Programs include caregiver support groups, AgingNext Village sessions for adults over 60, transportation services via Get About, a senior companion program, the memory care center and subsequent respite care, and informational and referral services. AgingNext and the City of Claremont also provide case management services at the Joslyn Center for residents who need home visits and other resources. Most offerings are available to adults over age 55, but younger people with disabilities can also attend sessions with certain exceptions. Learn more by calling (909) 621-9900.

There is no age requirement for referral services. Residents of Claremont, Pomona, La Verne, San Dimas, Covina, West Covina, Diamond Bar, Walnut, Azusa, Glendora, Chino, Chino Hills, Montclair, Ontario, Upland, and Rancho Cucamonga are encouraged to explore AgingNext’s menu of resources.

“We want you to learn more about it first that way you are equipped. It’s like putting together a tool box,” Pascua said. “You put together all the … tools that you think you’re going to need in the future somewhere, somehow, and you put them there to make you feel equipped and ready.

“You’ll never know what disaster or emergency or family emergency is going to happen, but knowing that that’s in place or knowing where to go, who to call is the most important part of it all,” she added.

Pascua said if AgingNext does not offer a specific resource it will put folks in contact with an entity that does. To volunteer or learn more, email, go to, or visit its offices at 141 Spring St., Claremont.


Service Center for Independent Life
Service Center for Independent Life, another Claremont-based nonprofit and one of 28 certified independent living centers in the state, is dedicated to ensuring seniors and older adults with disabilities have what they need.

The nonprofit’s mission is to “empower all persons with any disability in their quest for greater personal independence and to advocate for a barrier free society,” said longtime executive director Larry Grable.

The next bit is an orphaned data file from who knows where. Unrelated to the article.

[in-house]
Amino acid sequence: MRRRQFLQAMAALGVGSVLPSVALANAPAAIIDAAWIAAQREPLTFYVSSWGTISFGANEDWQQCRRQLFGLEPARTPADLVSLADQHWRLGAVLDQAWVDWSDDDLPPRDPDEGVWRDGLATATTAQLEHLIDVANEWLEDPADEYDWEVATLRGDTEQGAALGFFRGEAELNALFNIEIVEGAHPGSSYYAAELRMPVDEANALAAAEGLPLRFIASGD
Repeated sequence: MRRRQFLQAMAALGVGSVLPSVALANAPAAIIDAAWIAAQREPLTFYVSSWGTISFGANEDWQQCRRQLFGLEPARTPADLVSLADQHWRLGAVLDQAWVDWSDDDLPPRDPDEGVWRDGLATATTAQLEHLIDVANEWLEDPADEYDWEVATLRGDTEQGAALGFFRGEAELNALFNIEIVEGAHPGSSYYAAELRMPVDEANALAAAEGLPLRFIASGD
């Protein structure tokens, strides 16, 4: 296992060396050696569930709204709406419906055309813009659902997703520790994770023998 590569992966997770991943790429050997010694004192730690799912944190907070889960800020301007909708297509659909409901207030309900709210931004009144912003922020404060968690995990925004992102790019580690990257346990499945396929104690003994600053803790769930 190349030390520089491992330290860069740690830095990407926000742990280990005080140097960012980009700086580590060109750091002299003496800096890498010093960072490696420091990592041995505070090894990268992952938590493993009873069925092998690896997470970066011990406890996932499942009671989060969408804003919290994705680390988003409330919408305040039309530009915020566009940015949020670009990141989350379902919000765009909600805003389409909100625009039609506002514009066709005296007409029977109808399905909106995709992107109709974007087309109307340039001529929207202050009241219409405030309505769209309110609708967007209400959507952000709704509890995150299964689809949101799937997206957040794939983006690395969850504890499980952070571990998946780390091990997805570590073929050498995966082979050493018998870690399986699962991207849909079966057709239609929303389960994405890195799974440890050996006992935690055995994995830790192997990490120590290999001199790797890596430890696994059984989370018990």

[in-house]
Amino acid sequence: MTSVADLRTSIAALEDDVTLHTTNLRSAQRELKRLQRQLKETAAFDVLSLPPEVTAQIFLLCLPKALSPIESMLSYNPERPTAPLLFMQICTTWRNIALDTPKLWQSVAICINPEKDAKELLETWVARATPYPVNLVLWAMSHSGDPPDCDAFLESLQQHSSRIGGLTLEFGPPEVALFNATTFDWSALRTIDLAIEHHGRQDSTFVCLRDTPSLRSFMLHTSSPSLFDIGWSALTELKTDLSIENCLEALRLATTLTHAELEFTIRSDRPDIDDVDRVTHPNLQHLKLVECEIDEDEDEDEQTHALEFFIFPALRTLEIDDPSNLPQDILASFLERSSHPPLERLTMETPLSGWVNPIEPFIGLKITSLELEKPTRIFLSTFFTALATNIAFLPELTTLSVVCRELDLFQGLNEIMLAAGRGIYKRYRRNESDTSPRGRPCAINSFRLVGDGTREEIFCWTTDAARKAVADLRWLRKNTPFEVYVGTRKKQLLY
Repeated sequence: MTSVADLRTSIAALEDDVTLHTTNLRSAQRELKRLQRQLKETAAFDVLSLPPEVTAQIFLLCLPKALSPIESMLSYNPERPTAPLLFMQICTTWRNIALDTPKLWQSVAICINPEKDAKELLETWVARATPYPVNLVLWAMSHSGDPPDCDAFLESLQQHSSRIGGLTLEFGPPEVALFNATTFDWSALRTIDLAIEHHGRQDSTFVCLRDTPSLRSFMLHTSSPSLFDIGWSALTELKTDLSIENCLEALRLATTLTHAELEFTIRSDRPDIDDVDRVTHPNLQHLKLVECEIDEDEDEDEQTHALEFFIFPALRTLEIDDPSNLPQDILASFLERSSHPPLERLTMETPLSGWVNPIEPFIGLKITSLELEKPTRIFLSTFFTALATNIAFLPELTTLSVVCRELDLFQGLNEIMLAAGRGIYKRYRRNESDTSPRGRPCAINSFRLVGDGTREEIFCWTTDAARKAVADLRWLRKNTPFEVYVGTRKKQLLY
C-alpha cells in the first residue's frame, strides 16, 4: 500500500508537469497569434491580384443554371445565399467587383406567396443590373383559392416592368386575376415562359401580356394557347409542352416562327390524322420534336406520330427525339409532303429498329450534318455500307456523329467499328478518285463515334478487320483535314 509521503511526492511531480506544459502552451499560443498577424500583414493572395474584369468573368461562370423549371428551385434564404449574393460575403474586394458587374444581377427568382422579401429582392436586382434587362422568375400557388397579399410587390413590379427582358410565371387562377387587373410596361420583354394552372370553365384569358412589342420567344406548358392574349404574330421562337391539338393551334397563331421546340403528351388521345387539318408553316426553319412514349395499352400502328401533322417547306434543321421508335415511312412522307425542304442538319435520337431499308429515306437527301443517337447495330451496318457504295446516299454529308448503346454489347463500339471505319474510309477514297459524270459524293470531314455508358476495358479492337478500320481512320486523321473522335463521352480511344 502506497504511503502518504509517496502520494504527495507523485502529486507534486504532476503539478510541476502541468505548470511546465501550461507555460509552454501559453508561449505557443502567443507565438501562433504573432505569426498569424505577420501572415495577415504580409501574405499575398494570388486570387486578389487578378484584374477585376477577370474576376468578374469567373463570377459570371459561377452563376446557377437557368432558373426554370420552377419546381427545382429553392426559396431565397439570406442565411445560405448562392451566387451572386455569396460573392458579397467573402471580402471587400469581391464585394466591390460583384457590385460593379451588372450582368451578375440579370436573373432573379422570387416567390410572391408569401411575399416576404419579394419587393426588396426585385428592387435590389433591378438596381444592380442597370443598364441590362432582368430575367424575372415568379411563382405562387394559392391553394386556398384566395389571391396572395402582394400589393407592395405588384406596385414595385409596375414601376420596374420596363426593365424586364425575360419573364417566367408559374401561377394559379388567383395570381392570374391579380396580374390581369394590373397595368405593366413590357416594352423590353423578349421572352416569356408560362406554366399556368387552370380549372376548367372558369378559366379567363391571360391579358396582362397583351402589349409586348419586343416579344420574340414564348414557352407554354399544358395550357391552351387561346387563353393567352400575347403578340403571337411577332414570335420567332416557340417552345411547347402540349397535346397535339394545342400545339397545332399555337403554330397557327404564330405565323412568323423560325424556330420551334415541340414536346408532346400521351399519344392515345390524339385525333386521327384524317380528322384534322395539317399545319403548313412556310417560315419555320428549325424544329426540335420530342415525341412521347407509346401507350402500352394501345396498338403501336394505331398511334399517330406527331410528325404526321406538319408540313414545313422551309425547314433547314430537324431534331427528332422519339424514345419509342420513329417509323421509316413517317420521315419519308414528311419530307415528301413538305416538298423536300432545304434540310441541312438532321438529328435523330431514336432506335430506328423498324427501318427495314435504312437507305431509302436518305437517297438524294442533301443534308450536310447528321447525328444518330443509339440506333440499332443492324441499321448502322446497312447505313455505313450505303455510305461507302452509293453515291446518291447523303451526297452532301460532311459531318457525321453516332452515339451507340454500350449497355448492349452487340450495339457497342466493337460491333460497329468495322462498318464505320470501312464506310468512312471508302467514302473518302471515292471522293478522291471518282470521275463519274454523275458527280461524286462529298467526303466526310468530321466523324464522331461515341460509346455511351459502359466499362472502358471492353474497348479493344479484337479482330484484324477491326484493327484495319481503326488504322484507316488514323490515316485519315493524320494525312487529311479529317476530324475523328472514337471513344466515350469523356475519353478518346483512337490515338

“Our major goal is to help people live and age in a community setting of their choice,” Grable said. He got involved with aiding the disabled community following the death of his daughter several years ago. “I’ve been here now over 10 years. This was a passion of mine.”


Food pantry coordinator Anthony Martinez sorts a donation last week at Service Center for Independent Life. Courier photo/Andrew Alonzo


The organization was founded 1980. It offers a range of classes such as weekly social hours, independent living skills sessions, yoga, emergency preparedness procedures, a women’s autism support group, deaf services, housing and transitional resources, an accessible internet program via the Digital Access Project, and much more. Visit to view the full list.

SCIL also parlays its partnerships with LA Food Bank, Feeding America, Costco Montclair, Flowers Bakery, God’s Pantry, Veteran Place, and Rolling Start to offer a weekly food pantry. The service began during the pandemic and as long as one is registered, even unhoused persons can walk up to SCIL, at 107 S. Spring St., Claremont, to receive a bag of groceries from 10 a.m. to 1 p.m. each Friday. The nonprofit’s volunteer drivers also make weekly deliveries of hundreds of bags of food to needy clients in Claremont and the surrounding communities.

Grable knows the SCIL mission is important to the fabric of Claremont, which is home to a wide array of older adults.

“We help people stay in their own homes. We keep people fed,” said Grable. “Just making that little difference in that person’s life is huge. That’s why every one of us is here.”

Inquiries about services or volunteering with SCIL can be made by calling (909) 621-6722 or at Walk-ins are also welcome.